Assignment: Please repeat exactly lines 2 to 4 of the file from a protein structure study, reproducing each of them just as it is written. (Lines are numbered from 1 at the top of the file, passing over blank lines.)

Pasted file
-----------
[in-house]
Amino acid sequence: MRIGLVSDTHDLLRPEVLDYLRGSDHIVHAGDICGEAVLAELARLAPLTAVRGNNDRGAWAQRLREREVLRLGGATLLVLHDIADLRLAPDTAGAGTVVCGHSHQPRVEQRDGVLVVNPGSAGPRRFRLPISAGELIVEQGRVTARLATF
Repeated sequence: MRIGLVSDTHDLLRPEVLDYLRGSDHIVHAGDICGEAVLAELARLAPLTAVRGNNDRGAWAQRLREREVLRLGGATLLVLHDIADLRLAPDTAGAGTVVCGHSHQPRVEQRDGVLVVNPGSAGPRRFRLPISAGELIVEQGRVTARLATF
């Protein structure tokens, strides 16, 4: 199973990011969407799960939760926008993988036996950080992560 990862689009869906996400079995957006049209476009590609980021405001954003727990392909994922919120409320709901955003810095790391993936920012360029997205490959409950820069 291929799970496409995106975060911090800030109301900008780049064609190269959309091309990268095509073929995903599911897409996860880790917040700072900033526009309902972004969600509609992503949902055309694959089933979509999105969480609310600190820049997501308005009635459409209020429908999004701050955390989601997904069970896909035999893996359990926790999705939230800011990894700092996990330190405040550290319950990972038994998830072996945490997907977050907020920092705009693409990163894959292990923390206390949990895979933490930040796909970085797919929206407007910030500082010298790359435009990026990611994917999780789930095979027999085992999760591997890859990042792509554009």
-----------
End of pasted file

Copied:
Amino acid sequence: MRIGLVSDTHDLLRPEVLDYLRGSDHIVHAGDICGEAVLAELARLAPLTAVRGNNDRGAWAQRLREREVLRLGGATLLVLHDIADLRLAPDTAGAGTVVCGHSHQPRVEQRDGVLVVNPGSAGPRRFRLPISAGELIVEQGRVTARLATF
Repeated sequence: MRIGLVSDTHDLLRPEVLDYLRGSDHIVHAGDICGEAVLAELARLAPLTAVRGNNDRGAWAQRLREREVLRLGGATLLVLHDIADLRLAPDTAGAGTVVCGHSHQPRVEQRDGVLVVNPGSAGPRRFRLPISAGELIVEQGRVTARLATF
């Protein structure tokens, strides 16, 4: 199973990011969407799960939760926008993988036996950080992560 990862689009869906996400079995957006049209476009590609980021405001954003727990392909994922919120409320709901955003810095790391993936920012360029997205490959409950820069 291929799970496409995106975060911090800030109301900008780049064609190269959309091309990268095509073929995903599911897409996860880790917040700072900033526009309902972004969600509609992503949902055309694959089933979509999105969480609310600190820049997501308005009635459409209020429908999004701050955390989601997904069970896909035999893996359990926790999705939230800011990894700092996990330190405040550290319950990972038994998830072996945490997907977050907020920092705009693409990163894959292990923390206390949990895979933490930040796909970085797919929206407007910030500082010298790359435009990026990611994917999780789930095979027999085992999760591997890859990042792509554009």